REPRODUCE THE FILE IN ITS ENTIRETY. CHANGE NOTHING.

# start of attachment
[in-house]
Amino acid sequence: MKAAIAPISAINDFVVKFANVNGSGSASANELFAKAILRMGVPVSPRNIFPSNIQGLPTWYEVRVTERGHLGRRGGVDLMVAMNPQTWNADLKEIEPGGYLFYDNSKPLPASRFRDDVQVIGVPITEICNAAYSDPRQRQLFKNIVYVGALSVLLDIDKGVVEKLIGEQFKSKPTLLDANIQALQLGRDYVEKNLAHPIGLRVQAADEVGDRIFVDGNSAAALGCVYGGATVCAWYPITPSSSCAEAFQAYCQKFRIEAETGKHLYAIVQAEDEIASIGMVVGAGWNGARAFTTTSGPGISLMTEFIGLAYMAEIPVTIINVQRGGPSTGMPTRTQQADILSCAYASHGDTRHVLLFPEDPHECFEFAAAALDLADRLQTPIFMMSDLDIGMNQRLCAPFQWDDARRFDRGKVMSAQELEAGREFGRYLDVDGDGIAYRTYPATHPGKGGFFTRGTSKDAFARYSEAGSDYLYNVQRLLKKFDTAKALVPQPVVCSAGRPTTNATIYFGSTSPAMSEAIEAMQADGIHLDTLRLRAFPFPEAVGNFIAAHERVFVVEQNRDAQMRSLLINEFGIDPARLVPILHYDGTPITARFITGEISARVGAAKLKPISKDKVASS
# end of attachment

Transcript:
[in-house]
Amino acid sequence: MKAAIAPISAINDFVVKFANVNGSGSASANELFAKAILRMGVPVSPRNIFPSNIQGLPTWYEVRVTERGHLGRRGGVDLMVAMNPQTWNADLKEIEPGGYLFYDNSKPLPASRFRDDVQVIGVPITEICNAAYSDPRQRQLFKNIVYVGALSVLLDIDKGVVEKLIGEQFKSKPTLLDANIQALQLGRDYVEKNLAHPIGLRVQAADEVGDRIFVDGNSAAALGCVYGGATVCAWYPITPSSSCAEAFQAYCQKFRIEAETGKHLYAIVQAEDEIASIGMVVGAGWNGARAFTTTSGPGISLMTEFIGLAYMAEIPVTIINVQRGGPSTGMPTRTQQADILSCAYASHGDTRHVLLFPEDPHECFEFAAAALDLADRLQTPIFMMSDLDIGMNQRLCAPFQWDDARRFDRGKVMSAQELEAGREFGRYLDVDGDGIAYRTYPATHPGKGGFFTRGTSKDAFARYSEAGSDYLYNVQRLLKKFDTAKALVPQPVVCSAGRPTTNATIYFGSTSPAMSEAIEAMQADGIHLDTLRLRAFPFPEAVGNFIAAHERVFVVEQNRDAQMRSLLINEFGIDPARLVPILHYDGTPITARFITGEISARVGAAKLKPISKDKVASS